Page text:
Engaging voices of individuals with lived experience in the child welfare system can be a powerful strategy for program development and improvement (Children’s Bureau, 2019). Parent partners, individuals who have personal child welfare experience and are now in a mentoring role with child welfare-involved parents, may offer a unique perspective on developing and strengthening programs. This study used data from focus groups with parent partners to examine shared principles of a newly implemented skills-based coaching program with child welfare supervisors. Our research questions were: (1) How do shared principles of the skills-based coaching program reflect the perspectives of parents? How do they not reflect parents’ perspectives?; (2) How might the shared principles be changed to reflect parents’ perspectives?; and (3) What would it look like to see the shared principles in practice?
This study’s sample included individuals who are parent partners in multiple locations at three organizations in a Midwestern state. A purposive sampling approach was used to engage study participants. Parent partners who were part of the project steering committee were used as gatekeepers to recruit parent partners from their organizations to participate in the study. A semi-structured interview guide was developed and two focus groups were held with parent partners. The first focus group (N = 17) focused on the initial input of parent partners regarding the shared principles developed to inform the coaching program. The second focus group (N = 14) served as a member checking session where initial themes from the original focus group were shared and parent partners provided feedback on whether those themes accurately portrayed their input and offered additional comments. Trustworthiness and rigor were increased through the use of multiple coders, peer debriefing, and member checking (Padgett, 2017). Thematic analysis (Braun & Clarke, 2006) was used to analyze data.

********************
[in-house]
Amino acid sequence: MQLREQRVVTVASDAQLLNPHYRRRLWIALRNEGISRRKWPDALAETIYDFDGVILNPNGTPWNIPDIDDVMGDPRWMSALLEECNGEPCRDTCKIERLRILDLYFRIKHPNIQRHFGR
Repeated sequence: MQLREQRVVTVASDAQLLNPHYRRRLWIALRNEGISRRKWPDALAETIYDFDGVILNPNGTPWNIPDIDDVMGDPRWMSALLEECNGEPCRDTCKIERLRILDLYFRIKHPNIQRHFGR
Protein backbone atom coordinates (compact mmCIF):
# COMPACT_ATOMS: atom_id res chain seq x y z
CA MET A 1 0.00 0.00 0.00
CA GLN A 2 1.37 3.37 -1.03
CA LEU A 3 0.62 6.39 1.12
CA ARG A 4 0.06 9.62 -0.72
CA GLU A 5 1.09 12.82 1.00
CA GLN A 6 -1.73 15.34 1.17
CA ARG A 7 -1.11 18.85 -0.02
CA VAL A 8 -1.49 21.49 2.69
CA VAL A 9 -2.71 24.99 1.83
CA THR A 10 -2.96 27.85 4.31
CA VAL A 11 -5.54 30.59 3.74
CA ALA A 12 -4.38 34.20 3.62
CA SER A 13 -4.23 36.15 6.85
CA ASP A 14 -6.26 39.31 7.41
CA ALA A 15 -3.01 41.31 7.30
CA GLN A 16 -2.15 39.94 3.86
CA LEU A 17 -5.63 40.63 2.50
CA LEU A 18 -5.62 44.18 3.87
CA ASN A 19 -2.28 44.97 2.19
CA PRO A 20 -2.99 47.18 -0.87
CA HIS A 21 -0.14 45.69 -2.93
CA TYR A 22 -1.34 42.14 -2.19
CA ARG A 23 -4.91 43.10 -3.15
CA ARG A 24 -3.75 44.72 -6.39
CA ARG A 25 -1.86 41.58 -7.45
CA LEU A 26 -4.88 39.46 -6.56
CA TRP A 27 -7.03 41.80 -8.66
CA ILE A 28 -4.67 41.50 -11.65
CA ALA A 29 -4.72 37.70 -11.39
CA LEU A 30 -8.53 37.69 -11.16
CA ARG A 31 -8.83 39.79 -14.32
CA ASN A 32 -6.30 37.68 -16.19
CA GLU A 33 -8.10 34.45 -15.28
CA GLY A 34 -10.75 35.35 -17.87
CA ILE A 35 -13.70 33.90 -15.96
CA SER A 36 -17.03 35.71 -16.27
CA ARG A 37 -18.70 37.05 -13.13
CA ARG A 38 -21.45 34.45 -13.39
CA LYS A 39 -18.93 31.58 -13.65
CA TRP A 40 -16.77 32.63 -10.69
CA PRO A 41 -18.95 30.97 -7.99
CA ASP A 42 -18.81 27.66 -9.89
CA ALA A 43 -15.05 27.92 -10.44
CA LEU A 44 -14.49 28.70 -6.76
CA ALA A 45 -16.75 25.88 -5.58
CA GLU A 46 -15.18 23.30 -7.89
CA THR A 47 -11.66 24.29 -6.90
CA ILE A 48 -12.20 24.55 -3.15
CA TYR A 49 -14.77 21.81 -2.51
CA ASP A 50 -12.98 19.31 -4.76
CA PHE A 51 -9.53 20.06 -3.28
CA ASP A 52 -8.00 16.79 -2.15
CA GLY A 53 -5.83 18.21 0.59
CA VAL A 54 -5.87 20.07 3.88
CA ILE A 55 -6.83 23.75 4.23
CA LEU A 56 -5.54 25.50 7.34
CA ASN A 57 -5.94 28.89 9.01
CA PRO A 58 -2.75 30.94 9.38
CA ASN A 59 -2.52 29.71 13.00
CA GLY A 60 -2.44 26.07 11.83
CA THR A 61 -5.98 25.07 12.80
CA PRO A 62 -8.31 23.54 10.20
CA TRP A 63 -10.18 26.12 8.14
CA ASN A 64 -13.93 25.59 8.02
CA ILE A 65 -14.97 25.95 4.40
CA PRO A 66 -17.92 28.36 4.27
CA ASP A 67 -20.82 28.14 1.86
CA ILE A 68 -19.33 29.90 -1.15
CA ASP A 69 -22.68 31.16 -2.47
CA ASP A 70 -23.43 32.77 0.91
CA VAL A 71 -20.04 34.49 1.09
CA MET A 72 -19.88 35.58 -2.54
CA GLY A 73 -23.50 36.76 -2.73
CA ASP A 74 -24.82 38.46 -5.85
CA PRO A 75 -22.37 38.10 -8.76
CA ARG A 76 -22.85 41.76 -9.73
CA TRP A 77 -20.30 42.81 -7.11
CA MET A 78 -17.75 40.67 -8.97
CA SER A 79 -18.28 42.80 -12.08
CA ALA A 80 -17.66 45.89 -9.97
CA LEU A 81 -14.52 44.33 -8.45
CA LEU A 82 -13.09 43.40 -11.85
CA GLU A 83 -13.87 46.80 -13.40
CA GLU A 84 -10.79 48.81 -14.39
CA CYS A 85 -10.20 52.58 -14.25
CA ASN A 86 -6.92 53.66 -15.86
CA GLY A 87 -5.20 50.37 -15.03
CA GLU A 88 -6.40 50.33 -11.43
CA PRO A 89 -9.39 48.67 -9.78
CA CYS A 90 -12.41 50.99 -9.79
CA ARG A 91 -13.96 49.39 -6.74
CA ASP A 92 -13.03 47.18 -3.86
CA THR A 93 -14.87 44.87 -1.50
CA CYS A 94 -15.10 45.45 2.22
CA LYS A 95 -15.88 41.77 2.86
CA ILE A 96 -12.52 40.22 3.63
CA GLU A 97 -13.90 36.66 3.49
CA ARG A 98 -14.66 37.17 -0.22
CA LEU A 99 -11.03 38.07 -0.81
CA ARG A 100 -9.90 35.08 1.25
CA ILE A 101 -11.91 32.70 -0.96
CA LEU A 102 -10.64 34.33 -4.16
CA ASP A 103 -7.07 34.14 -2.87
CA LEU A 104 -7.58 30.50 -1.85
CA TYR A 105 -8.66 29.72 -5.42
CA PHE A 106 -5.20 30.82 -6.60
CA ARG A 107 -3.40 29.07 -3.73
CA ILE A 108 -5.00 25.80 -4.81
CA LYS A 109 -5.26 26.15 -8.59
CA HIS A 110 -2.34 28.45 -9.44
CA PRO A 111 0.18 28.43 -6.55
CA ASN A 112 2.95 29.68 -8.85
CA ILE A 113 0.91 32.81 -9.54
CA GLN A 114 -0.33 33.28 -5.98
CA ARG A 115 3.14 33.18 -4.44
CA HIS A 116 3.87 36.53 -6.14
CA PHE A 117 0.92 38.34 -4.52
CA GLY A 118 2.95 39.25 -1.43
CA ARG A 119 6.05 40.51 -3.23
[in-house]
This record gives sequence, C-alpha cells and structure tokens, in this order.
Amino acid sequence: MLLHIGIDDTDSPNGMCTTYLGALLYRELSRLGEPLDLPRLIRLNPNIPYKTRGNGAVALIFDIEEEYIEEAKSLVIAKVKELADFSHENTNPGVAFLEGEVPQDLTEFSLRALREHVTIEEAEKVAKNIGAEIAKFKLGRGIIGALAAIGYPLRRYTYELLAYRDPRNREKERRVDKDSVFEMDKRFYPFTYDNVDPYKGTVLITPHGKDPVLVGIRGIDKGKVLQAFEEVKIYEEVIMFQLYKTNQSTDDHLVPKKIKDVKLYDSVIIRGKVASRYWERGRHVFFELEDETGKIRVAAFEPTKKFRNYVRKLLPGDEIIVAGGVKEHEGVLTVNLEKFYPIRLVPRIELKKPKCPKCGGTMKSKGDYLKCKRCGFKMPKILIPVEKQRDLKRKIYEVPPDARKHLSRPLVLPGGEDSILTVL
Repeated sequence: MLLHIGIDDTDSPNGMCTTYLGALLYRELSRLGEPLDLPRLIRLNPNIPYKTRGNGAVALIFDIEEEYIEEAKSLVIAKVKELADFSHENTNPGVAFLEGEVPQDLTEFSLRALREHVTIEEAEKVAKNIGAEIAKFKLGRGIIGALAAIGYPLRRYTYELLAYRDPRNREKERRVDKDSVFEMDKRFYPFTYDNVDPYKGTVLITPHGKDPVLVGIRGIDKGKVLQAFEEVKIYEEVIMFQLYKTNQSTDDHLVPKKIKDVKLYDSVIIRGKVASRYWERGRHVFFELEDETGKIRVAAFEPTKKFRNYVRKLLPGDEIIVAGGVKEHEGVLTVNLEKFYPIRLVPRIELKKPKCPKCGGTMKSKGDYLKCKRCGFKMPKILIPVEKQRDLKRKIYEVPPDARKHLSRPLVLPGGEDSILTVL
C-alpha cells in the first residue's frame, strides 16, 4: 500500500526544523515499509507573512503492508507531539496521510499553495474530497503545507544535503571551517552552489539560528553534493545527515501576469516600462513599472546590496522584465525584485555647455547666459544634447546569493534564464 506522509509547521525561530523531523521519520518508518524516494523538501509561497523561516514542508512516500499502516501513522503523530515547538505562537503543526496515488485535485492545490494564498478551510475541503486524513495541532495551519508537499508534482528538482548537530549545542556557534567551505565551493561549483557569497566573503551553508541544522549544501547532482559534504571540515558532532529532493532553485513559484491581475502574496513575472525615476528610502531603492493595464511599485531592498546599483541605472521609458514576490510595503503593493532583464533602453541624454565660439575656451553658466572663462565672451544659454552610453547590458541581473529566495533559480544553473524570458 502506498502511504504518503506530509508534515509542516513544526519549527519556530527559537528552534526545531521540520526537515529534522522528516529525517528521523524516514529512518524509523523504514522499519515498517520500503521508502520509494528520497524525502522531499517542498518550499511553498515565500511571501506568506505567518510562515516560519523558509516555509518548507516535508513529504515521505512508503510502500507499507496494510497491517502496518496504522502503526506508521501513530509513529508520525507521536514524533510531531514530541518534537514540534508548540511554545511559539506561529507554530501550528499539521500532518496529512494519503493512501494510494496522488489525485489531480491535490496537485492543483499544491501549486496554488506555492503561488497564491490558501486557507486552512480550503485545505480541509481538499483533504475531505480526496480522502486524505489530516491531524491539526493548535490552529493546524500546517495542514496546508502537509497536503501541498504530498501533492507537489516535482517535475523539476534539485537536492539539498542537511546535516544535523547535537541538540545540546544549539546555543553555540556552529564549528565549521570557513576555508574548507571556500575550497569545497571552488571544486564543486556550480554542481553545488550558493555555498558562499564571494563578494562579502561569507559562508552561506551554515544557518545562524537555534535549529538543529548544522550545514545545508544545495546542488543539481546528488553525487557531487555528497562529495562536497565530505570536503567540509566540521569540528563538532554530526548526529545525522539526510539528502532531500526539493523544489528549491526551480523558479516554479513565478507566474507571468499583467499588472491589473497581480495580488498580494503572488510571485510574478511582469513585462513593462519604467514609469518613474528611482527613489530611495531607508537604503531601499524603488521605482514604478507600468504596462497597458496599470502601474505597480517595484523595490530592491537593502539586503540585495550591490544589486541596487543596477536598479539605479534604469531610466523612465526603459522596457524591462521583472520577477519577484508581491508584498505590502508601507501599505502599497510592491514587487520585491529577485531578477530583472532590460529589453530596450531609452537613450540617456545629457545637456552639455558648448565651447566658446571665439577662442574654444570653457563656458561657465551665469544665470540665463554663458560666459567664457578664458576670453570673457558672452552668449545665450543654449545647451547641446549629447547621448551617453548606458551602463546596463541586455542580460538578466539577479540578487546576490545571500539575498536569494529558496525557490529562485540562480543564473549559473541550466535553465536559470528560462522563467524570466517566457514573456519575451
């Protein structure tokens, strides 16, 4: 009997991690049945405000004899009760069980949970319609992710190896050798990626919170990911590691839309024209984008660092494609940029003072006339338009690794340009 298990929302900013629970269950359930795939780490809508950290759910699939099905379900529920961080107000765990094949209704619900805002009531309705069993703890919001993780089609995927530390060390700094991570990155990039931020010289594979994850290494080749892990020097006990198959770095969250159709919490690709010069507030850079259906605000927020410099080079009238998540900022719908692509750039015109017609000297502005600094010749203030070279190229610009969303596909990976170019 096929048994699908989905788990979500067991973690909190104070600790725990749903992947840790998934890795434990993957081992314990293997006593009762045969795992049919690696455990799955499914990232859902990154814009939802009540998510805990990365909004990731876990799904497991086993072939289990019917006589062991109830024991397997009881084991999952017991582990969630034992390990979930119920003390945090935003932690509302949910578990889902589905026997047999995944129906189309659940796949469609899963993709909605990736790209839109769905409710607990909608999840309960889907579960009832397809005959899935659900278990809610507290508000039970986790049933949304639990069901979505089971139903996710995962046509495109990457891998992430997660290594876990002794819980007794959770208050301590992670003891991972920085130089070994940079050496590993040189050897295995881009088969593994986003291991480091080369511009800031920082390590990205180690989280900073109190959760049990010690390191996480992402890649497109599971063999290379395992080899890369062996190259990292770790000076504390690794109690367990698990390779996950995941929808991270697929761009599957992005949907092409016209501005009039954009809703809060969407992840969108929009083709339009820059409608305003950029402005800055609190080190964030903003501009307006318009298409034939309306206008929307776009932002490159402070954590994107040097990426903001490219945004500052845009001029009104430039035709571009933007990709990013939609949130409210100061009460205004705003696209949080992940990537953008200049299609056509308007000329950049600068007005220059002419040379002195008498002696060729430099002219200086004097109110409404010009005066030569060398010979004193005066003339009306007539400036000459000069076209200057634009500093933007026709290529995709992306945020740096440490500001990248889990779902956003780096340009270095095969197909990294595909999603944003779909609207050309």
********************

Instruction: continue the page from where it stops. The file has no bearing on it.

Parent partners offered their perspectives on how the shared principles developed to guide the coaching program aligned with their own experiences and observations with parents involved in child welfare services. Three primary themes developed from the focus groups: (a) understanding parent context, (b) bridging shared principles and practice, and (c) activating engagement. Common among parent partners were subthemes of understanding the cultural context, family circumstances, and parents’ emotional responses to child welfare system involvement. Parent partners also identified areas of disconnection between the shared principles and what they observed between parents and kin caregivers and child welfare caseworkers. In addition, participants described strategies for engaging parents and kin in child welfare services, particularly emphasizing clear communication, nonjudgmental attitudes, and including parents/kin in decision-making.
This study contributes to the literature in at least three important ways. First, parent partners identified critical differences in shared principles of the coaching program and practices they observed on the frontline. Second, these findings align with prior research that communication, nonjudgmental attitudes, and support are important to improve parent and kin engagement in services. Finally, these parent partners have lived experience of the child welfare system and offer a critical perspective in improving program development.